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Look Around Rockhound

A pick, a pan, and a curious eye leads to a lifetime of fun

VanIsle is a gemstone hotspot thanks to complex geology, glaciation, and miles of accessible shoreline

People love rocks. In fact, there are nearly 20,000 of them right here on Vancouver Island; or at least 20,000 people who belong to the Vancouver Island Rockhounds.

The rockhound is an obsessive character. They will travel great distances in their RVs, planning road trips punctuated with stops at rock and gem shows throughout the American southwest.  

Or they’ll gather closer to home, like at the upcoming Alberni Valley Rock and Gem Show on March 12-13. But rockhounding is also a great way to explore the beaches and backcountry of Vancouver Island.

We live on a well-known hot spot for gemstones.

Vancouver Island has complex geology, from sedimentary chert and limestone karst caves to basalt bluffs of volcanic origin and pretty wave-polished beach stones. Add to that the ancient uplifting of tectonic plates, and it makes for excellent rockhounding.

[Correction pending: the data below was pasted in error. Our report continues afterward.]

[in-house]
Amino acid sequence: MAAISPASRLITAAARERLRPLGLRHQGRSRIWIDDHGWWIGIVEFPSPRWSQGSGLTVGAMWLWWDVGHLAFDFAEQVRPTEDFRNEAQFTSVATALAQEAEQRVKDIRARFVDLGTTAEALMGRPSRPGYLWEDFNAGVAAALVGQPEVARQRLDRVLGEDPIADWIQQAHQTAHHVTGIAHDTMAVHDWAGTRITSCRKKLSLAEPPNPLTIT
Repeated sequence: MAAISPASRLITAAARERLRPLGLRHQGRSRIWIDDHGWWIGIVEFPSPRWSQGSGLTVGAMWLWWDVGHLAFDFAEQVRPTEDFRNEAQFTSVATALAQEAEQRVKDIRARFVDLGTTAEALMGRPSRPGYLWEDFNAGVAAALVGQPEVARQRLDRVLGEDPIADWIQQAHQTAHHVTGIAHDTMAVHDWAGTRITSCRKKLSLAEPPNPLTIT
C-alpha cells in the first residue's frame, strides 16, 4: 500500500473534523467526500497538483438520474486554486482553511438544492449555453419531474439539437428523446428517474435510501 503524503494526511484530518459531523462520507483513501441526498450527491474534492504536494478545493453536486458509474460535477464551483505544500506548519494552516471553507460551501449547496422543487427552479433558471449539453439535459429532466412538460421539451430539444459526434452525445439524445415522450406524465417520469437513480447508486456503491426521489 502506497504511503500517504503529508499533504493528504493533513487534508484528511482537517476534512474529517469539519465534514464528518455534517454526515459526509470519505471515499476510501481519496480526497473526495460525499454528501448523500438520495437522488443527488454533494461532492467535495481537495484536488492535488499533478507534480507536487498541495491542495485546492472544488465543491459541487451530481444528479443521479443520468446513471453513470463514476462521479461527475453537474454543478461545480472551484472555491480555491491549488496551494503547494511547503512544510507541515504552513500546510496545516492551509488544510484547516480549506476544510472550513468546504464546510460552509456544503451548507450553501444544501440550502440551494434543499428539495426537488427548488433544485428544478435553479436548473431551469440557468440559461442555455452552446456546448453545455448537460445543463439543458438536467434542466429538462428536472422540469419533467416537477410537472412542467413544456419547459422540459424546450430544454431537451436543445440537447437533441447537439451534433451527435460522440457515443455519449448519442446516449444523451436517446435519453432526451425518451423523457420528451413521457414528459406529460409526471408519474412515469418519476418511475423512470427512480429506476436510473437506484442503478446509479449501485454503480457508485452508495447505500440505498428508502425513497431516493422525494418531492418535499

For example, Meade Creek near Youbou has ample Laurelstone, while rockhounds often travel to the Kokish Main logging road near Telegraph Cove to look for Gordonite.

The abundance and accessibility of beaches on Vancouver Island are a gold mine for rockhounds. Most beaches are public and full of treasure at low tide.

The glaciers that once covered almost all of Vancouver Island 10,000 years ago left behind large deposits of rocks with fascinating geology visible along Vancouver Island and Gulf Island shores. In addition, powerful winter storms constantly churn up the coastline, offering a renewed bounty for the rock enthusiast.

Columbia Beach near French Creek is one of those popular spots where you can find Red Jasper, Dallasite, Quartz and Flowerstone, among other gems.

For a great Vancouver Island rockhound resource, get your hands on a copy of A Field Guide to Gold, Gemstone and Mineral Sites of BC; Volume 1 Vancouver Island, by Rick Hudson.